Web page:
Of course, many cramps are too painful to simply ignore or may last for too long to simply stop and wait to resolve. Stretching is often suggested as the best way to resolve a cramp, which is supported by some case studies as well as anecdote. Stretching of the muscle activates a part of the muscle known as the ‘golgi tendon organ’. Activating the golgi tendon organ signals the nerve that controls the contraction of the muscle to reduce contraction, which should reduce the intensity of a cramp. However, the research into stretching to resolve muscle cramps is less supportive.


Therefore, although the evidence is not very strong for stretching, it is one of the few tools in the arsenal to treat a painful or long-lasting cramp.

Studying muscle cramps is difficult, because they are unpredictable and hard to trigger. Cramps can be triggered in the laboratory using electrical stimulation, and two studies failed to show that stretching could treat cramps caused by this stimulation. However, it is not clear that these contractions are functionally the same as the contractions that occur during exercise. Some very small studies and case studies have effectively used stretching to treat muscle cramps around exercise, but because so many cramps resolve themselves quickly on their own, it is not possible to be certain that the stretching helped resolve them. Therefore, although the evidence is not very strong for stretching, it is one of the few tools in the arsenal to treat a painful or long-lasting cramp.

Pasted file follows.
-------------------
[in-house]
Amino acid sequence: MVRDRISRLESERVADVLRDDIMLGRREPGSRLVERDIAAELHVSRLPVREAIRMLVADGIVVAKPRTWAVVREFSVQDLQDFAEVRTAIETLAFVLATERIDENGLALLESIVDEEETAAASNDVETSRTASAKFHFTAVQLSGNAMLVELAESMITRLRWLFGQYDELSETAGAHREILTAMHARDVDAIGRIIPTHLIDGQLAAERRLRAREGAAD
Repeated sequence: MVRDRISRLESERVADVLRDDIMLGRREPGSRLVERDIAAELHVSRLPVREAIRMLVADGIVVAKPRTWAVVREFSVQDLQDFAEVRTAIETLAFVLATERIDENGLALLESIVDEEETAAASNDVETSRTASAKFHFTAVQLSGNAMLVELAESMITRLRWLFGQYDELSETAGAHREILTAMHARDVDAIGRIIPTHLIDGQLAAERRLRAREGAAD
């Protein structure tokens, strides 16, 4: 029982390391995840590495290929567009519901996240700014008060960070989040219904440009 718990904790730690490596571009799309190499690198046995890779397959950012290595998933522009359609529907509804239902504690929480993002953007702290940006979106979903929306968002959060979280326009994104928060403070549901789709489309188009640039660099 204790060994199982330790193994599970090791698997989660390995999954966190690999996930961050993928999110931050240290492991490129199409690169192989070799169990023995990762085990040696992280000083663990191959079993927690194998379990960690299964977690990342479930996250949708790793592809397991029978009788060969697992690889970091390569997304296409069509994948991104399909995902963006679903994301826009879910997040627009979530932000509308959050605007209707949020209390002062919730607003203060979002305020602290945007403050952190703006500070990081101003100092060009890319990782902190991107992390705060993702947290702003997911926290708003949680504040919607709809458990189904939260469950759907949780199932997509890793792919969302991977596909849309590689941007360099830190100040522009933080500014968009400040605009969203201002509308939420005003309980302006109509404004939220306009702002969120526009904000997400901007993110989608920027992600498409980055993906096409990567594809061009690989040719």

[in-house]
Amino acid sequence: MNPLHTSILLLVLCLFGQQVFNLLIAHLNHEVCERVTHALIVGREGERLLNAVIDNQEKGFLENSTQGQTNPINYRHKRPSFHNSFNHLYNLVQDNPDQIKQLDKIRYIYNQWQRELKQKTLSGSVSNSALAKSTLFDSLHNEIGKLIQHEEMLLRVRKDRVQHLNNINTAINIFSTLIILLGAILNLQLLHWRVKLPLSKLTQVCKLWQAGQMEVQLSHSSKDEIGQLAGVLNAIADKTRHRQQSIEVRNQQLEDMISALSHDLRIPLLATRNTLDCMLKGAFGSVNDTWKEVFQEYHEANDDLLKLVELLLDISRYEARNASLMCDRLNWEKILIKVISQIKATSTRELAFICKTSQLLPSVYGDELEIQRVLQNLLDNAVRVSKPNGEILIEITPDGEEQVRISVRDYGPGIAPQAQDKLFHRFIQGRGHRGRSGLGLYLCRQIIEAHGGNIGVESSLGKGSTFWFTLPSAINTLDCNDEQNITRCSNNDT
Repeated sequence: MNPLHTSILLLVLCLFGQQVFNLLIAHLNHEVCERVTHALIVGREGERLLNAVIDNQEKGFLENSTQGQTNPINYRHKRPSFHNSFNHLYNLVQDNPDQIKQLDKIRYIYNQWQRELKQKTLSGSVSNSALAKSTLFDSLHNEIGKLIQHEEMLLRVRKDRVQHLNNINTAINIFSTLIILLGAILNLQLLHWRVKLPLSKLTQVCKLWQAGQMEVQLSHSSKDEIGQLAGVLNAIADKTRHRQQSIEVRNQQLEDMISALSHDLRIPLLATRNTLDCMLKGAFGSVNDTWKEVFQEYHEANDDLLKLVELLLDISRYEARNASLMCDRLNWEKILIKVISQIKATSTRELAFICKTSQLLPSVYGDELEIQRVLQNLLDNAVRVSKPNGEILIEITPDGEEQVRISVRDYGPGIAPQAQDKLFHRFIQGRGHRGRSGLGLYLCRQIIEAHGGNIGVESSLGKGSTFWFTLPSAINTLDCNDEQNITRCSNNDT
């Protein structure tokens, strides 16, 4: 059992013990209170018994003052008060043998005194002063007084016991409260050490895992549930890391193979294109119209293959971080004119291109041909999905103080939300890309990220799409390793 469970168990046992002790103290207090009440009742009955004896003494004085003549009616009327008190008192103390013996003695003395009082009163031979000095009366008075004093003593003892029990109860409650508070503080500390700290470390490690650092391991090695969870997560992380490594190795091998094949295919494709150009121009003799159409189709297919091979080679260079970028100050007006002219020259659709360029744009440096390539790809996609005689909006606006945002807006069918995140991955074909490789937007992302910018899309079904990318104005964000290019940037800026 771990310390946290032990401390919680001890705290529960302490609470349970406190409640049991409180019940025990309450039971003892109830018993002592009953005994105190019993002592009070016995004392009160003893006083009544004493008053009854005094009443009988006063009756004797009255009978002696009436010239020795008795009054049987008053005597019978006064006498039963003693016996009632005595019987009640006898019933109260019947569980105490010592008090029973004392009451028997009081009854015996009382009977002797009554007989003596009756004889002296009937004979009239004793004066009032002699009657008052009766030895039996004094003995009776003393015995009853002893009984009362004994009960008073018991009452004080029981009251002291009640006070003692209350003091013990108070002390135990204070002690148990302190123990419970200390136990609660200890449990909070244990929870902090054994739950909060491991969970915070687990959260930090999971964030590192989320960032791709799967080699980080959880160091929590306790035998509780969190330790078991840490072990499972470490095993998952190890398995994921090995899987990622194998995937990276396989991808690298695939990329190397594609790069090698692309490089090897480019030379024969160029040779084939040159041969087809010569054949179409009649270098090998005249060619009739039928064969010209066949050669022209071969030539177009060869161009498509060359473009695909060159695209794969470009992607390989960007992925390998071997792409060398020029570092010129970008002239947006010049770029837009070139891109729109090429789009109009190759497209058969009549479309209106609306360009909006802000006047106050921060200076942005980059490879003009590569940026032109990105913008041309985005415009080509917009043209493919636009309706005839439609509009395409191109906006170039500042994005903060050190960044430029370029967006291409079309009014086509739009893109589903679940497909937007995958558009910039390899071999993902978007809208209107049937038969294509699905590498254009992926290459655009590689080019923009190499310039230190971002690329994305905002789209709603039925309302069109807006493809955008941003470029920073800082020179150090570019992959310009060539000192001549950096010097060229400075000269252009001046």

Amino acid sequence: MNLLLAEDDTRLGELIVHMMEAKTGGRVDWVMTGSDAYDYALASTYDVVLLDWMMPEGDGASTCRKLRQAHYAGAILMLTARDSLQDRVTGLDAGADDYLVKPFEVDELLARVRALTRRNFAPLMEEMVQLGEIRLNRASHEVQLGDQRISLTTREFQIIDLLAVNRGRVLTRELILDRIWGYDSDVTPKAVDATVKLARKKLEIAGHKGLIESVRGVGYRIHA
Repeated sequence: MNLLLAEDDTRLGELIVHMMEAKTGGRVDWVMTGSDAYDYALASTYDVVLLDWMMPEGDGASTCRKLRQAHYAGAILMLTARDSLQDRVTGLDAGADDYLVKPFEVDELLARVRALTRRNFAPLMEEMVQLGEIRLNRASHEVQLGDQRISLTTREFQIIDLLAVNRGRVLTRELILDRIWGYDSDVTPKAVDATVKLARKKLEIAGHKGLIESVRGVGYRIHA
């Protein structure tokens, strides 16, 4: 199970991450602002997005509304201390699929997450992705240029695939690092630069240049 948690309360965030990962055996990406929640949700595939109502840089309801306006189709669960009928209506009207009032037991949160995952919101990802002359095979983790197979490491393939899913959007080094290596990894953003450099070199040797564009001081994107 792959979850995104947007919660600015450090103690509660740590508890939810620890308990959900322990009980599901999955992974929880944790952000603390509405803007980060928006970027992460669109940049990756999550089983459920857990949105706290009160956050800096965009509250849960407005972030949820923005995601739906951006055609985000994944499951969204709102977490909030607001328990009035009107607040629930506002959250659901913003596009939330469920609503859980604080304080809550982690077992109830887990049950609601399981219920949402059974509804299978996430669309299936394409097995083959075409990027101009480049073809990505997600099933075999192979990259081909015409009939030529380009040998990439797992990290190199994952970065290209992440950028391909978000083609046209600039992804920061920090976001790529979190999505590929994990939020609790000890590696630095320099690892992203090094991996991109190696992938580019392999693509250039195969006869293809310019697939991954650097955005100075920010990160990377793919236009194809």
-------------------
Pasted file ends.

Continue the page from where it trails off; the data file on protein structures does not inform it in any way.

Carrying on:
Nutrition